All this month, my Facebook feed has been filled with friends participating in 30 Days of Thanksgiving, posting each day about something for which they are thankful — their family, their friends, the goodness of God’s provision, etc. The regular practice of gratitude is an important guard against cynicism and self-righteousness and something that I endorse. Even so, it was hard for me not to laugh at the Facebook post of a friend, who recently left a PhD program in Second Temple Judaism and is currently struggling to find meaningful work:
Well I know I’m late and that I’m a novice at it, but here goes; Day 8:
“…God, I thank You that I am not like other people: swindlers, unjust, adulterers, or even like this tax collector. I fast twice a week; I pay tithes of all that I get.” For what are you grateful for today? 
Gratitude as a Spiritual Discipline
Gratitude is hard. When things are going well, it’s easy to believe that we have accomplished our success entirely through our own effort and that we owe nothing to anyone else, least of which God. In his book The Beauty of God’s Holiness, my InterVarsity colleague Tom Trevethan writes of people he has known whose careers have taken off quickly or who have given themselves entirely over to someone or something else, ignoring God and, like the praying Pharisee of my friend’s joke, becoming deluded in their quest for success apart from God.
Now the idolatrous character of this sort of thing is clear. But those of us whose careers have not been wildly successful can see all too much of ourselves in it as well. Our envy and admiration of the lifestyles of the rich and famous speaks volumes about our deepest loyalties, desires and ambitions. Again, it must be said, “A deluded mind misleads us.” (The Beauty of God’s Holiness, 43)
Tom and I hear regularly from young scholars who struggle to find work, to complete their programs, to follow God in the midst of academic competition. One of the first things I wrote for ESN — The Calling of a Christian Scholar — dealt with the difficulty of finding work and following one’s calling in the current academic job market. That was in 2008, and things haven’t improved much, in academia or elsewhere in the economy. Earlier this month, I lost the job that I had taken in January after moving from full time to part time with ESN. It’s been difficult for my wife and I to be thankful while calculating how far my severance package will stretch.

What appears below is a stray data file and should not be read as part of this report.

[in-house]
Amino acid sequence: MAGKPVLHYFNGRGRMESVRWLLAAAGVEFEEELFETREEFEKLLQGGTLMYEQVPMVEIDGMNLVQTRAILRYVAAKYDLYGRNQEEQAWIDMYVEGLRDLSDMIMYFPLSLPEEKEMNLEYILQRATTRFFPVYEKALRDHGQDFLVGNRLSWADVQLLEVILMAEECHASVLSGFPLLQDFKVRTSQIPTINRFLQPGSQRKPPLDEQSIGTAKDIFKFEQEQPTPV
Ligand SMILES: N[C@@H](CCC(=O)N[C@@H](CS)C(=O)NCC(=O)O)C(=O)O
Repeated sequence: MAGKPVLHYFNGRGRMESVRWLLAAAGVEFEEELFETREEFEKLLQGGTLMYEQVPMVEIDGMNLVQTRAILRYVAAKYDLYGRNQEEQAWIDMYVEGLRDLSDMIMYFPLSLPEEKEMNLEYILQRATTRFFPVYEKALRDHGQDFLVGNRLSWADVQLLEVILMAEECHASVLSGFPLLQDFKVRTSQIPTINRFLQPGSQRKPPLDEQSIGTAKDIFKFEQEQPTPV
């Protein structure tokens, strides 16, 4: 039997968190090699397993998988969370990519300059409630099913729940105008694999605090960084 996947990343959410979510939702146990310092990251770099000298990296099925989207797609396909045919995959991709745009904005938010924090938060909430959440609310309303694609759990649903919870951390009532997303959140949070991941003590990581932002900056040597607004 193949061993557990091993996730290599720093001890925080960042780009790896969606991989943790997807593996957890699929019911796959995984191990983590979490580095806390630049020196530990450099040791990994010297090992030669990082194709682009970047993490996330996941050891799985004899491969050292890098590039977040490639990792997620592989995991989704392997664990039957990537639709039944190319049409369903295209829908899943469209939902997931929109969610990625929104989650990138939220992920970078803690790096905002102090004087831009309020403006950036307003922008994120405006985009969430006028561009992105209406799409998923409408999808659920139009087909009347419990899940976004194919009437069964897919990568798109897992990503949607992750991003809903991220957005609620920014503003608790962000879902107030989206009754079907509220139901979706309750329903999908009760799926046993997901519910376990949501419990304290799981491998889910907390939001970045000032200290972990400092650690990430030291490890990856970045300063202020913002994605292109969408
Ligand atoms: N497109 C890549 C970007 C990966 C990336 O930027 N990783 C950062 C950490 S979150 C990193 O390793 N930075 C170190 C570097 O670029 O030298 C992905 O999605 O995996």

Gratitude, however, is a spiritual discipline. In fact, it’s one of the first disciplines addressed in Adele Ahlberg Calhoun’s Spiritual Disciplines Handbook.
Thanksgiving is possible not because everything goes perfectly but because God is present. The Spirit of God is within us — nearer to us than our own breath. It is a discipline to choose to stitch our days together with the thread of gratitude. But the decision to do so is guaranteed to stitch us closer to God. Attend to the truth that “bidden or unbidden, God is present.” (Spiritual Disciplines Handbook, 2005, 30)
Developing the Discipline of Gratitude
Like any discipline, gratitude must be practiced in order for us to get better at it. Another InterVarsity colleague, National Co-Director of Spiritual Formation & Prayer Jay Sivits reminded me of that in her recent article for The Well, Developing the Discipline of Gratitude.
Why is the discipline of gratitude so important? Why must I cultivate this disposition in my life? Gratitude is an interactive spiral between a giver and a receiver. It recognizes that a gift has been given. It recognizes a favor done by someone for us. Gratitude is also a response to that gift. We thank the giver with an expression of appreciation. A gesture of gratitude completes the circle and lets the loving act flow from giver to receiver and then back to the giver again.
Like the good chaplain that she is, Jay doesn’t stop at an abstract discussion of gratitude — she gives us practical work to do! Jay provides three spiritual exercises, and I encourage you to take some time this week, when Americans are supposed to stop for a bit and give thanks, to work through one or more of the exercises. Here’s a taste, but I encourage to read the whole article:
Wherever you are right now, look around and become aware of your surroundings. Be open to nature, other people, and your own self.
- What do you see? Make a list. What you observe can lead you to a prayer of wonder.
- Who do you see? If you are alone, make a list of five people whom you have seen today. What do you know about them that you are grateful for? Write their name and what you are grateful for. When you see them later today or during the week, tell them what you’re grateful for.
- Yourself. What are you grateful for about you? Where have you seen God at work for which you can say Thank you God? Write these things below and give him thanks.
- For what are you grateful for today?
- If you don’t get the joke, click here. ↩
- As a reminder of the independence of gratitude from circumstances, consider the holiday of Thanksgiving. While we usually recount the story of Pilgrims and Native Americans, the holiday actually traces its origin to 1863, when Abraham Lincoln declared a national day of thanksgiving in the midst of the Civil War. ↩
The former Associate Director for the Emerging Scholars Network, Micheal lives in Cincinnati with his wife and three children and works as a web manager for a national storage and organization company. He writes about work, vocation, and finding meaning in what you do at No Small Actors.